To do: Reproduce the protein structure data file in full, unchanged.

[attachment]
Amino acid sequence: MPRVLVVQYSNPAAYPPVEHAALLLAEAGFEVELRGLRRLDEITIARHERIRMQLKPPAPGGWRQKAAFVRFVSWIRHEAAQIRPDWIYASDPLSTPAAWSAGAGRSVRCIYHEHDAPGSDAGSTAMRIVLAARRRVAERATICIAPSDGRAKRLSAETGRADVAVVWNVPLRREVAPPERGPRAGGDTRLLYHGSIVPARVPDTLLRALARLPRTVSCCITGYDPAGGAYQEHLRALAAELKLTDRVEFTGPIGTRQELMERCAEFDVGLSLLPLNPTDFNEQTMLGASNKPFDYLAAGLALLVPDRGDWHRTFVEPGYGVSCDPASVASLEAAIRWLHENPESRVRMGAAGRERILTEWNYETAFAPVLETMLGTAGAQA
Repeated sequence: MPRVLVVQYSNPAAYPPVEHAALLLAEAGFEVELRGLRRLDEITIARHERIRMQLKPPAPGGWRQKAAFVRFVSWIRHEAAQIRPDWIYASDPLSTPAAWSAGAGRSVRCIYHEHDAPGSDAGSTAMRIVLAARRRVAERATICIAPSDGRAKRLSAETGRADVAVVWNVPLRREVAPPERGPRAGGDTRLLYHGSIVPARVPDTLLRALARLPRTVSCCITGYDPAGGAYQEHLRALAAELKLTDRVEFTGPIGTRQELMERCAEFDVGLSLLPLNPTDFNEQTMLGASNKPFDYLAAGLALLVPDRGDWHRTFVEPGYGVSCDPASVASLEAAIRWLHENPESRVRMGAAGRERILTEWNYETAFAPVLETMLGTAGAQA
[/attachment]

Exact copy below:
Amino acid sequence: MPRVLVVQYSNPAAYPPVEHAALLLAEAGFEVELRGLRRLDEITIARHERIRMQLKPPAPGGWRQKAAFVRFVSWIRHEAAQIRPDWIYASDPLSTPAAWSAGAGRSVRCIYHEHDAPGSDAGSTAMRIVLAARRRVAERATICIAPSDGRAKRLSAETGRADVAVVWNVPLRREVAPPERGPRAGGDTRLLYHGSIVPARVPDTLLRALARLPRTVSCCITGYDPAGGAYQEHLRALAAELKLTDRVEFTGPIGTRQELMERCAEFDVGLSLLPLNPTDFNEQTMLGASNKPFDYLAAGLALLVPDRGDWHRTFVEPGYGVSCDPASVASLEAAIRWLHENPESRVRMGAAGRERILTEWNYETAFAPVLETMLGTAGAQA
Repeated sequence: MPRVLVVQYSNPAAYPPVEHAALLLAEAGFEVELRGLRRLDEITIARHERIRMQLKPPAPGGWRQKAAFVRFVSWIRHEAAQIRPDWIYASDPLSTPAAWSAGAGRSVRCIYHEHDAPGSDAGSTAMRIVLAARRRVAERATICIAPSDGRAKRLSAETGRADVAVVWNVPLRREVAPPERGPRAGGDTRLLYHGSIVPARVPDTLLRALARLPRTVSCCITGYDPAGGAYQEHLRALAAELKLTDRVEFTGPIGTRQELMERCAEFDVGLSLLPLNPTDFNEQTMLGASNKPFDYLAAGLALLVPDRGDWHRTFVEPGYGVSCDPASVASLEAAIRWLHENPESRVRMGAAGRERILTEWNYETAFAPVLETMLGTAGAQA